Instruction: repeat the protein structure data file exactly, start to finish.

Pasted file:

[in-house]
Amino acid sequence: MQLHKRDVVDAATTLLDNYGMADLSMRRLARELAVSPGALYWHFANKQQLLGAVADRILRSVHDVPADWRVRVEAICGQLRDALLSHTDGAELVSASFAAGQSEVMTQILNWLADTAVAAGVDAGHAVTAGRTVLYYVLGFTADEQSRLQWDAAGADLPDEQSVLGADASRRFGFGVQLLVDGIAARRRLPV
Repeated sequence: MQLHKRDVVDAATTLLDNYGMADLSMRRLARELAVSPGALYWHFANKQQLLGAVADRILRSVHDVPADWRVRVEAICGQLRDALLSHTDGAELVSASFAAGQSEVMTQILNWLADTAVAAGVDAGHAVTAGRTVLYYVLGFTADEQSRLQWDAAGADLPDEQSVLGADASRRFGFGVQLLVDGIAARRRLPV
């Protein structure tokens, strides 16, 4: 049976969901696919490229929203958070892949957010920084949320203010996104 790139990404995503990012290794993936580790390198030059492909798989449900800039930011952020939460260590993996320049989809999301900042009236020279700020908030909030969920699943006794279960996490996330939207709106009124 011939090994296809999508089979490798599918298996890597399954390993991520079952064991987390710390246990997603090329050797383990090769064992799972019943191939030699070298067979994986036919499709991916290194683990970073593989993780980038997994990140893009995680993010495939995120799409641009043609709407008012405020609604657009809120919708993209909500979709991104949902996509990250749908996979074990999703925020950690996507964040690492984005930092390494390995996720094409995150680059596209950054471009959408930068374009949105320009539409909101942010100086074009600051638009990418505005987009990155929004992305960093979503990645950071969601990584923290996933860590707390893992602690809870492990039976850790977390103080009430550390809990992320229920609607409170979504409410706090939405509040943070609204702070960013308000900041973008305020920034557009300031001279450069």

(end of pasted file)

[in-house]
Amino acid sequence: MQLHKRDVVDAATTLLDNYGMADLSMRRLARELAVSPGALYWHFANKQQLLGAVADRILRSVHDVPADWRVRVEAICGQLRDALLSHTDGAELVSASFAAGQSEVMTQILNWLADTAVAAGVDAGHAVTAGRTVLYYVLGFTADEQSRLQWDAAGADLPDEQSVLGADASRRFGFGVQLLVDGIAARRRLPV
Repeated sequence: MQLHKRDVVDAATTLLDNYGMADLSMRRLARELAVSPGALYWHFANKQQLLGAVADRILRSVHDVPADWRVRVEAICGQLRDALLSHTDGAELVSASFAAGQSEVMTQILNWLADTAVAAGVDAGHAVTAGRTVLYYVLGFTADEQSRLQWDAAGADLPDEQSVLGADASRRFGFGVQLLVDGIAARRRLPV
């Protein structure tokens, strides 16, 4: 049976969901696919490229929203958070892949957010920084949320203010996104 790139990404995503990012290794993936580790390198030059492909798989449900800039930011952020939460260590993996320049989809999301900042009236020279700020908030909030969920699943006794279960996490996330939207709106009124 011939090994296809999508089979490798599918298996890597399954390993991520079952064991987390710390246990997603090329050797383990090769064992799972019943191939030699070298067979994986036919499709991916290194683990970073593989993780980038997994990140893009995680993010495939995120799409641009043609709407008012405020609604657009809120919708993209909500979709991104949902996509990250749908996979074990999703925020950690996507964040690492984005930092390494390995996720094409995150680059596209950054471009959408930068374009949105320009539409909101942010100086074009600051638009990418505005987009990155929004992305960093979503990645950071969601990584923290996933860590707390893992602690809870492990039976850790977390103080009430550390809990992320229920609607409170979504409410706090939405509040943070609204702070960013308000900041973008305020920034557009300031001279450069």